Childhood in Gaza: war, destruction and asylum







Written by child Sarah Taher Al-Assar, born in Gaza, December 9, 2010



It is the ninth of December of the year 2024, that is, 63 days after the war on Gaza. It was difficult for me to remember my birthday and what to do while we are in the midst of rubble, devastation and destruction, but I submitted to my parents’ insistence that marking this occasion is a form of resistance and confrontation and another way to express it towards steadfastness. So the children from our neighborhood gathered in a dark room and in the light of candles, my thirteenth birthday was marked in an environment as silent as death of cemetery around us, interspersed with the sound of my parents’ friends from around the world who sent congratulatory videos to me on this day, which raised my spirits as I felt that in Gaza we were not alone, but there are many free people in the world who feel the suffering of children in Gaza.

So I wrote:

Can I lose my vision? I do not want to see women, men and children in the streets totally collapsed. There is nothing to harbor them. Their eyes are empty, with no life. They kill me from the inside. How can they escape death? How can they forget what happened? Did they forget or try to lie about what happened?

Can I lose my hearing? I do not want to hear the sounds of the shelling and bombardment targeting the people’s houses and lives; It breaks my heart and not the people’s houses. It destroys me a bit after a bit. Do children have a future? Do I have a future to live or am I going to meet my God? I do not want to hear people’s cries mourning their beloved ones who have gone and will not come back; I do not want to hear the cries of wounded people out of their pain that does not heal in their hearts and in their body. I don’t want to hear a sentence that “your loved one’s or house has gone, I know I won’t see them unless I go there and then I know I just want to go to them to heaven. I want to complain to my God about the injustice that is happening to us. I want to tell him everything.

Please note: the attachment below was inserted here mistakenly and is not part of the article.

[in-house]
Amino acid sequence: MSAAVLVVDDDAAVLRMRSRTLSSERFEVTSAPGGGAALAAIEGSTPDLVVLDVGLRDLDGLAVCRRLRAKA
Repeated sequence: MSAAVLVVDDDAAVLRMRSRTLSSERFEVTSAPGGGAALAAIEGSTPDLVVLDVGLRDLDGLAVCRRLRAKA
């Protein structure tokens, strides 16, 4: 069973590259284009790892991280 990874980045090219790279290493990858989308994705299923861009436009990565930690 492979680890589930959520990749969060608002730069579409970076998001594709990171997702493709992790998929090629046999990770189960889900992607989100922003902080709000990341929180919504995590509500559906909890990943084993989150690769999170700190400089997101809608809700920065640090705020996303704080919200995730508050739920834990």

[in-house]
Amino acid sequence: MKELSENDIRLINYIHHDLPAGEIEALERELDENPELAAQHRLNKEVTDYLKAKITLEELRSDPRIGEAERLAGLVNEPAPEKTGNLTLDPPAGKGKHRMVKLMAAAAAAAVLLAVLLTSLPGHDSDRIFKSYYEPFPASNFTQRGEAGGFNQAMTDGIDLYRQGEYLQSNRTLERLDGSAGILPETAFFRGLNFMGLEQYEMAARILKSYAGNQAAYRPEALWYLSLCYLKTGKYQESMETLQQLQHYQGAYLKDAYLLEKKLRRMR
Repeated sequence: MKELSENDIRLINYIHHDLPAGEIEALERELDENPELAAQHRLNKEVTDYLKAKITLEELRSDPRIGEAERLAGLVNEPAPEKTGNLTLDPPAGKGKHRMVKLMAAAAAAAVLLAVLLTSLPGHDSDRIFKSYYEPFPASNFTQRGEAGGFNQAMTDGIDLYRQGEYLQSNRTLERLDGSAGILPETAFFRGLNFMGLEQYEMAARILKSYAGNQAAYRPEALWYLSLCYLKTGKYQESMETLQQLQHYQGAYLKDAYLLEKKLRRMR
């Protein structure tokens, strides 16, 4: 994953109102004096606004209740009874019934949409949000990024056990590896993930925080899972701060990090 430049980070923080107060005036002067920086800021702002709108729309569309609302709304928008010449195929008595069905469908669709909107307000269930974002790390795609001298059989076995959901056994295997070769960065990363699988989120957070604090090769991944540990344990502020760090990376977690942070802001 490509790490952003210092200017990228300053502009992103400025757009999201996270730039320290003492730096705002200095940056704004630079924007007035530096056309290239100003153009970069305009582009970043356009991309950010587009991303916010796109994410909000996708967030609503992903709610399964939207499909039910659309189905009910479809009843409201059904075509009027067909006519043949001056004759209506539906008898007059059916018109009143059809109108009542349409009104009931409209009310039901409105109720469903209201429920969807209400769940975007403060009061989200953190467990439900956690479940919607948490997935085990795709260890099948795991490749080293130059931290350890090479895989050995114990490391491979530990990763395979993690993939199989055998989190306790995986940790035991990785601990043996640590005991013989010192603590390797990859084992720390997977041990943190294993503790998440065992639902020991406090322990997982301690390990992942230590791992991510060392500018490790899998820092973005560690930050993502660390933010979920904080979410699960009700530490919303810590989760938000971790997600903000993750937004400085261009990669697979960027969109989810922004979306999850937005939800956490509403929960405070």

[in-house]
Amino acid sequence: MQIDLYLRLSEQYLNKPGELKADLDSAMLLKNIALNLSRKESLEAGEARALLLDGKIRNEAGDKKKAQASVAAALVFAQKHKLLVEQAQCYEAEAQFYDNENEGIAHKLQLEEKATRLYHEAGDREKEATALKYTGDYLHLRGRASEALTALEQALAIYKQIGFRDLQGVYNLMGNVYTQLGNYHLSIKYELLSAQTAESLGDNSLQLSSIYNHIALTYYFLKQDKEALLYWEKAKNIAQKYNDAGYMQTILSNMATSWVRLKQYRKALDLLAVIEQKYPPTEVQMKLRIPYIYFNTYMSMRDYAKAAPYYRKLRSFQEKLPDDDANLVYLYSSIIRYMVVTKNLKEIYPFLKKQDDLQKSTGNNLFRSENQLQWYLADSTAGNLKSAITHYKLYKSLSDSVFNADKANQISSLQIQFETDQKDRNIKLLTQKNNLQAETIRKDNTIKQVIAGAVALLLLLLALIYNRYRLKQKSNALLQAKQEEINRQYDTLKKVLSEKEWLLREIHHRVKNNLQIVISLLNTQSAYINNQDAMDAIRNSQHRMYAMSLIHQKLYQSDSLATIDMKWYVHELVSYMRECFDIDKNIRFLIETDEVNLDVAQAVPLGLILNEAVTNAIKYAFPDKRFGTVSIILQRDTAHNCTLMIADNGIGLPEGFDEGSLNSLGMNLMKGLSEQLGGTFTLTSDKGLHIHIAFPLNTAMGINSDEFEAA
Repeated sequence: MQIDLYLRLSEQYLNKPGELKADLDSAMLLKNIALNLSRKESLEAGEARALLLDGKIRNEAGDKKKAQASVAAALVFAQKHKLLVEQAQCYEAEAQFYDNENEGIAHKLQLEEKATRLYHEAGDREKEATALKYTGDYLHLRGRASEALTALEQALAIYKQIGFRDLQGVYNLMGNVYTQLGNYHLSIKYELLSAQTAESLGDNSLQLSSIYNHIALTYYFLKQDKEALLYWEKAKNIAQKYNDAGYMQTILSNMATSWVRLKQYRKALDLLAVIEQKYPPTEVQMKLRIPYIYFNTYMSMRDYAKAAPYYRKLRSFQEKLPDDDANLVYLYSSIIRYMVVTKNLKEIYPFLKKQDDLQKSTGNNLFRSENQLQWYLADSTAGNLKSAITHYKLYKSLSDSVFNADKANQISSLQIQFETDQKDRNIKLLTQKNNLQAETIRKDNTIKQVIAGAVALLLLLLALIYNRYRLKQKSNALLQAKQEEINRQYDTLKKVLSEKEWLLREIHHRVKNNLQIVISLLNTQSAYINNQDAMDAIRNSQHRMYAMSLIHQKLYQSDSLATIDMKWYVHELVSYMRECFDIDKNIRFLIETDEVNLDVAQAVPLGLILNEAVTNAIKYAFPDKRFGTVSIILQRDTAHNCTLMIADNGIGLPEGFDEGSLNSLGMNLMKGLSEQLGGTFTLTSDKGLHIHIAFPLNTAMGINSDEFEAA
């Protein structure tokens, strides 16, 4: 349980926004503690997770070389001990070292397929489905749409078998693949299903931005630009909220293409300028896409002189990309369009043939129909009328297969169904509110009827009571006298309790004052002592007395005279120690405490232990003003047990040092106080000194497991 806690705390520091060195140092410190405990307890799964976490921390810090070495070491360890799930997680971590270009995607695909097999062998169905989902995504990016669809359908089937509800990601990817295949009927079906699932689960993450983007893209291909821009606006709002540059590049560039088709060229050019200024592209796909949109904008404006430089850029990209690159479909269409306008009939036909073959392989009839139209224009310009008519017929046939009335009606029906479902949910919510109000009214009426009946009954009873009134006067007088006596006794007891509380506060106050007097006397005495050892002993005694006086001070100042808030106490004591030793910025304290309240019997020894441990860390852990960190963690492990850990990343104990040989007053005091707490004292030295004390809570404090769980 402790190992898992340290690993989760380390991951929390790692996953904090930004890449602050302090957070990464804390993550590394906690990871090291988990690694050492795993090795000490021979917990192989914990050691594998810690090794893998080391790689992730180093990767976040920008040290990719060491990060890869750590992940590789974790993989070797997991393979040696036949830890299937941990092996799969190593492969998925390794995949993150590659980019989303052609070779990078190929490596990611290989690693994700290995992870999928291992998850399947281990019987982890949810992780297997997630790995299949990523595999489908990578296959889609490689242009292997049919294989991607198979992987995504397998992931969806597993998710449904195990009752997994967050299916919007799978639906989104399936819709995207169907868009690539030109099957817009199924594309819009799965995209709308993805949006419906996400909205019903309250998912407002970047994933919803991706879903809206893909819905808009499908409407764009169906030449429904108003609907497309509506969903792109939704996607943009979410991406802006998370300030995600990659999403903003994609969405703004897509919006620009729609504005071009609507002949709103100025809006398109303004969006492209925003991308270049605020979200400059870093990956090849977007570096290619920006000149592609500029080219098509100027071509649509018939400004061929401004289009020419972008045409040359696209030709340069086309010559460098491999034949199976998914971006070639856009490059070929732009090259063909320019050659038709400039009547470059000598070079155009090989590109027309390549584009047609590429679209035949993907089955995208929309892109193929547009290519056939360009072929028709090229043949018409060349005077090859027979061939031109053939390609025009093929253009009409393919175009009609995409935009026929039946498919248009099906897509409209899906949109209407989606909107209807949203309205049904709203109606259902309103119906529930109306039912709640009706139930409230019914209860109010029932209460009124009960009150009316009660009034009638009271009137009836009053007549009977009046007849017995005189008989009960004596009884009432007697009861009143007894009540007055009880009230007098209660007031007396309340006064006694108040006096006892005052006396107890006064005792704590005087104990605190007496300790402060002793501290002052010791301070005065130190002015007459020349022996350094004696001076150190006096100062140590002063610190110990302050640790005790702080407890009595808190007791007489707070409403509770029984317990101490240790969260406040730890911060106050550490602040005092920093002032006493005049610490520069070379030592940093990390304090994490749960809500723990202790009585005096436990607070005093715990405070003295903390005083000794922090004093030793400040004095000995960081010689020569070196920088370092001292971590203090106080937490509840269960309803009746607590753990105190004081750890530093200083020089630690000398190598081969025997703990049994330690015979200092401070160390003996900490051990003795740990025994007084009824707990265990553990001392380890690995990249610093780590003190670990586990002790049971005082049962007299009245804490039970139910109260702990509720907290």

I know that all my prayers protect us, He knows everything in my heart and mind, He knows every word I want to say, but I cannot.

I want to embrace my mom, my dad and my siblings day by day. I do not want to lose them. I want to hear their heartbeat. I want too many wishes but its not enough, I want to embrace them with my heart and soul and give them my life. I want to tell them unspeakable words in my tongue. I want to tell my mother how much your laughter makes me happy and warm , my eyes want to tell her that I don’t hope for her beauty to end,

And I want to tell Dad that, every day I don’t want him to stop, I want to hear your voice every day, I don’t want to miss him and how grateful I am for having a father like you.

And I want to tell my only sister that the beauty of your eyes, the beauty of your mouth, the beauty of your hair, I don’t want to stop looking at you, I don’t want to imagine a day without you. For my older brothers Ahmed and Mustafa, I don’t see you much, but all I know is that I miss you sooo much. Please don’t be afraid if we are gone to our God.

You must rejoice. We are now in a safer place. Don’t forget us. Don’t cry. I wish you a life where you can do whatever you want and have all of your dreams achieved.